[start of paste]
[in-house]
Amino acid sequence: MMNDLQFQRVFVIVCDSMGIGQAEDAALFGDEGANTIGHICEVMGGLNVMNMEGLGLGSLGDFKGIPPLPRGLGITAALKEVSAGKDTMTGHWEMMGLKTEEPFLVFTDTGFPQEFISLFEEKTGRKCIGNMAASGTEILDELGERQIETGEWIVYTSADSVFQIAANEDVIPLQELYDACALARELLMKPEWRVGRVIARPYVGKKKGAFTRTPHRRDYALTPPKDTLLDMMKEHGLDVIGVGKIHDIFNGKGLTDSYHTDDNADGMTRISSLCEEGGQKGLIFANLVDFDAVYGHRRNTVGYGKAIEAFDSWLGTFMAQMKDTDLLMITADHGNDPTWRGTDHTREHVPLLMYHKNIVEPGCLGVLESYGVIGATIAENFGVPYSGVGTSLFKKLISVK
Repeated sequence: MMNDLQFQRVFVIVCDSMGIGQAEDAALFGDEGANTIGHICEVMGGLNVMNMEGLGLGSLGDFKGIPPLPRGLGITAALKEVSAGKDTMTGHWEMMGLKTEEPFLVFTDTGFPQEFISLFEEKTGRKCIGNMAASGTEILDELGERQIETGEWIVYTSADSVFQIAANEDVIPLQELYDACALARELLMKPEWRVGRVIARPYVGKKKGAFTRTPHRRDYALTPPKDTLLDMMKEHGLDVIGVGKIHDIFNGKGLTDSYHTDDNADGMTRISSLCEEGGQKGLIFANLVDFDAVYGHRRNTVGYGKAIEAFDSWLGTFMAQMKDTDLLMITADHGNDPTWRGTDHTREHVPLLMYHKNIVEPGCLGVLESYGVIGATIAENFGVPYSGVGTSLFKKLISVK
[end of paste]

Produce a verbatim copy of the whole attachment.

[in-house]
Amino acid sequence: MMNDLQFQRVFVIVCDSMGIGQAEDAALFGDEGANTIGHICEVMGGLNVMNMEGLGLGSLGDFKGIPPLPRGLGITAALKEVSAGKDTMTGHWEMMGLKTEEPFLVFTDTGFPQEFISLFEEKTGRKCIGNMAASGTEILDELGERQIETGEWIVYTSADSVFQIAANEDVIPLQELYDACALARELLMKPEWRVGRVIARPYVGKKKGAFTRTPHRRDYALTPPKDTLLDMMKEHGLDVIGVGKIHDIFNGKGLTDSYHTDDNADGMTRISSLCEEGGQKGLIFANLVDFDAVYGHRRNTVGYGKAIEAFDSWLGTFMAQMKDTDLLMITADHGNDPTWRGTDHTREHVPLLMYHKNIVEPGCLGVLESYGVIGATIAENFGVPYSGVGTSLFKKLISVK
Repeated sequence: MMNDLQFQRVFVIVCDSMGIGQAEDAALFGDEGANTIGHICEVMGGLNVMNMEGLGLGSLGDFKGIPPLPRGLGITAALKEVSAGKDTMTGHWEMMGLKTEEPFLVFTDTGFPQEFISLFEEKTGRKCIGNMAASGTEILDELGERQIETGEWIVYTSADSVFQIAANEDVIPLQELYDACALARELLMKPEWRVGRVIARPYVGKKKGAFTRTPHRRDYALTPPKDTLLDMMKEHGLDVIGVGKIHDIFNGKGLTDSYHTDDNADGMTRISSLCEEGGQKGLIFANLVDFDAVYGHRRNTVGYGKAIEAFDSWLGTFMAQMKDTDLLMITADHGNDPTWRGTDHTREHVPLLMYHKNIVEPGCLGVLESYGVIGATIAENFGVPYSGVGTSLFKKLISVK